Lebanon’s rogue banks called to account
Protesters who have occupied the streets for weeks demanding political change have characterized the self-professed “technocrat” as a frontman for a kleptocracy that has pillaged the country for three decades.Next to Japan and to Greece, Lebanon is the third most indebted country in the world. However, unlike Japan, where the shortfall is backed by a robust economy, Lebanon’s debt relies on a banking sector that has acted as an accomplice with the corrupt government.
For years the Lebanese banking sector has worked on financing the inefficient government and enriched a few, while killing the productive sector of the country.
Today the sector is driving the country’s bankruptcy through its unlawful practices to save the day for the Lebanese government. People took to the streets demanding the recovery of funds embezzled by corrupt politicians. However, instead of blocking politicians’ accounts, the banks unlawfully blocked the people’s access to money.
Lebanon’s growing debt comes from financing an inefficient and ineffective government that is based on a toxic sectarian division and clientelism.
Sectarianism was institutionalized by the constitution drafted at the end of the civil war. It has created a set-up where different denominations share power and the state resources. Government assets have been used by the “zoama,” or denomination leaders, to further their influence and increase control over their own groups.
In this framework there is no rule of law to manage government revenues and expenses, hence there is no real fiscal policy. People are hired just to vote for a certain leader, while contracts are awarded to enrich another. There are no guidelines for government inflows and outflows. In the meantime, the central bank acts like the government cashier. While the bank is supposed to be controlling the monetary supply, it has taken on the additional role of creating money to finance the corrupt government’s inflated expenses. The central bank relies on the Lebanese banking system, which means that at the end the buck stops with the average Lebanese citizen who puts his savings in a Lebanese bank, in addition to some foreign depositors.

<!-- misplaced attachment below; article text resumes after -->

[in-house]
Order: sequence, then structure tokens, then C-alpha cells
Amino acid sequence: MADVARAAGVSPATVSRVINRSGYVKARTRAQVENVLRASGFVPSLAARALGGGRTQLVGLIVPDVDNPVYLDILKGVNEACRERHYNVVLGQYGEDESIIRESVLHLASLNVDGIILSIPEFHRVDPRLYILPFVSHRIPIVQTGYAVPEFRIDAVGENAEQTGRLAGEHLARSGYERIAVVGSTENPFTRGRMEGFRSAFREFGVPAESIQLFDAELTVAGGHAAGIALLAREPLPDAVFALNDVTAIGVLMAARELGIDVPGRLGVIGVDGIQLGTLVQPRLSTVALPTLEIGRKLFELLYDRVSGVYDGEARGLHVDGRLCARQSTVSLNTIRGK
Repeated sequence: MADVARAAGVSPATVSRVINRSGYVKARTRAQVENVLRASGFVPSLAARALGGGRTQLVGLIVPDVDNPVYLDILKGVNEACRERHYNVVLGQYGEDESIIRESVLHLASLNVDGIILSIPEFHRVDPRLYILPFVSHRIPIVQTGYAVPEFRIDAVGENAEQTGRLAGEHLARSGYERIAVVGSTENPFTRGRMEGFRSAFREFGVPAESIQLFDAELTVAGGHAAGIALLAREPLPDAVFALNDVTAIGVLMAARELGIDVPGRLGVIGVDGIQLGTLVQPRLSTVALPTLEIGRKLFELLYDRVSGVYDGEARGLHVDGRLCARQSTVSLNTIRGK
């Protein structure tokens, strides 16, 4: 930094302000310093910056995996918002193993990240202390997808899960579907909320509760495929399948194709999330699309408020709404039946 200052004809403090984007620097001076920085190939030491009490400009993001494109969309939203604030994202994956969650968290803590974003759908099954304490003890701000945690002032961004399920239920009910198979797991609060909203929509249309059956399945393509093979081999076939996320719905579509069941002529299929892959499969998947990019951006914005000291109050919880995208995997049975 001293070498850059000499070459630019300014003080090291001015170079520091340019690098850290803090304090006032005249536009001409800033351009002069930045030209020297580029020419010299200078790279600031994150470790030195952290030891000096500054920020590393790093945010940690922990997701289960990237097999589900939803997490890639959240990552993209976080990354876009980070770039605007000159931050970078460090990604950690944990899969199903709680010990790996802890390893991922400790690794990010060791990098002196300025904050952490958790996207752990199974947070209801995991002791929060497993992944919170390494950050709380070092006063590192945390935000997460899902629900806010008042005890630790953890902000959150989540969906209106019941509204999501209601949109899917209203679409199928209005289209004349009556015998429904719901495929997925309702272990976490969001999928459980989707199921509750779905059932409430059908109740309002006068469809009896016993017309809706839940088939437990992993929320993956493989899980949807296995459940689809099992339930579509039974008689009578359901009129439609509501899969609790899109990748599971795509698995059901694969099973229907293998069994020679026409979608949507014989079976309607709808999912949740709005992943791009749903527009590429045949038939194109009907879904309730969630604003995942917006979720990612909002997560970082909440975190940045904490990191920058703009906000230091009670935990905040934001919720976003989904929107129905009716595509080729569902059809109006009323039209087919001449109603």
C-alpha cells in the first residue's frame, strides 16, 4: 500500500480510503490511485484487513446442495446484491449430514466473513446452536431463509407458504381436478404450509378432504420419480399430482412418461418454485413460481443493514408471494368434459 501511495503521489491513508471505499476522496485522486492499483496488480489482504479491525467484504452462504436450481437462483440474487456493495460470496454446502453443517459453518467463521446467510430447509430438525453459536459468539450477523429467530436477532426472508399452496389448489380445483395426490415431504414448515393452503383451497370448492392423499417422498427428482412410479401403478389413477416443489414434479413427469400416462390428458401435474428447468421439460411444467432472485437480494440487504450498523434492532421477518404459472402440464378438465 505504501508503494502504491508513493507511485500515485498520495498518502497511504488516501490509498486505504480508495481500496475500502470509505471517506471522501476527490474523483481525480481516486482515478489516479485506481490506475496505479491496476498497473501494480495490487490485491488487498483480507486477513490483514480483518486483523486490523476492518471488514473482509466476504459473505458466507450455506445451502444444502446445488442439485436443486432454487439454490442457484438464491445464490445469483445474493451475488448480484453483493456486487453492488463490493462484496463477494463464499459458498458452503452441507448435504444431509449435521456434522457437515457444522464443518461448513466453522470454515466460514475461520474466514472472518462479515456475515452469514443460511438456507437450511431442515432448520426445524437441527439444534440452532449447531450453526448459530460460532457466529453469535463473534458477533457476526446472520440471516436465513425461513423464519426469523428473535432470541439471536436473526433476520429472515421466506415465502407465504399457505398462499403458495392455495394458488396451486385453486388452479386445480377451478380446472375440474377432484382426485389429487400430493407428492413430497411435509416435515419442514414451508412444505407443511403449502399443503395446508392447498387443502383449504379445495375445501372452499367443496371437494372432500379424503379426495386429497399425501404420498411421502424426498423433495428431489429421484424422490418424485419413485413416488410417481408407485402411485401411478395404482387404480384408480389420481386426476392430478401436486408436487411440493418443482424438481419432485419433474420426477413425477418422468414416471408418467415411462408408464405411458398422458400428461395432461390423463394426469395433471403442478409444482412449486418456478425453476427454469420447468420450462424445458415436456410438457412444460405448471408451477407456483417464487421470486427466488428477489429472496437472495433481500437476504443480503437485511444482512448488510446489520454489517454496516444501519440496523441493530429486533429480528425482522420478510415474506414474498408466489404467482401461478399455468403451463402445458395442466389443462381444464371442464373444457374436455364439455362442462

Lebanese prime minister designate, Hassan Diab, seems unable to convince the country’s hard-pressed population that he is the right man for the job.
Dr. Dania Koleilat Khatib
The central bank for years has been issuing treasury bills at high interest rates on the Lebanese pound, increasing demand for the national currency. This has killed the productive sector since the cost of borrowing has become so high. Banks found it highly lucrative to take people’s money and put it in treasury bills and make the spread. They found it much more profitable and easier than doing what banks usually do: Take deposits and extend loans to the private sector. Additionally, when lending to the government, banks avoid facing the business risks associated with lending to the private sector.
After a while the government needed more dollars to finance its international transactions. The central bank began extending debt in dollars. People’s accounts in dollars financed the government debt.
Moreover, for the past three years the central bank has been engaged in financial engineering that allows banks to make outstanding profits at the expense of a growing national debt. The central bank conducts fictitious operations by lending banks amounts, then borrowing from them at a much higher interest rate, giving the banks the spread as profit.These excessive rates were intended to lure depositors into the Lebanese banking system.
For years these practices have led to a growing debt that the economy cannot afford. In recent months, experts have warned of a looming crisis. Regional events have affected remittances to the country, aggravating the situation.
However, the straw that broke the camel’s back was the Assad regime’s liquidity shortage caused by US sanctions. This drove the Syrian regime to ask its allies to withdraw dollars from the Lebanese market and channel them to Syria. However, to mitigate the liquidity crash the Lebanese market is facing, banks are unlawfully holding people’s money. A dollar depositor can withdraw only $300 a week from his account, and the rest can be withdrawn only in Lebanese pounds at the official rate of 1,507.
Using this approach, the bank is unofficially giving people’s accounts a good haircut, forcing them to convert their dollar assets at a rate of 1,507 while the real rate on the exchange market is over 2,000 Lebanese pounds to the dollar. Nevertheless the central bank and its governor claim that the deposits are safe and that there is no cap on withdrawals. At the same time, the central bank is still lending to the government at a 1 percent rate, trying to keep the ailing system together.
However, these “time-buying” practices are very costly and will eventually lead to the collapse of the entire economy. The sad fact is that the price will be paid by the Lebanese people, average citizens who are struggling to make ends meet. Meanwhile, Lebanese politicians are enjoying a good night’s sleep knowing their money is safely hidden in accounts in Switzerland or elsewhere.
- Dr. Dania Koleilat Khatib is a specialist in US-Arab relations with a focus on lobbying. She holds a PhD in politics from the University of Exeter and is an affiliated scholar with the Issam Fares Institute for Public Policy and International Affairs at the American University of Beirut.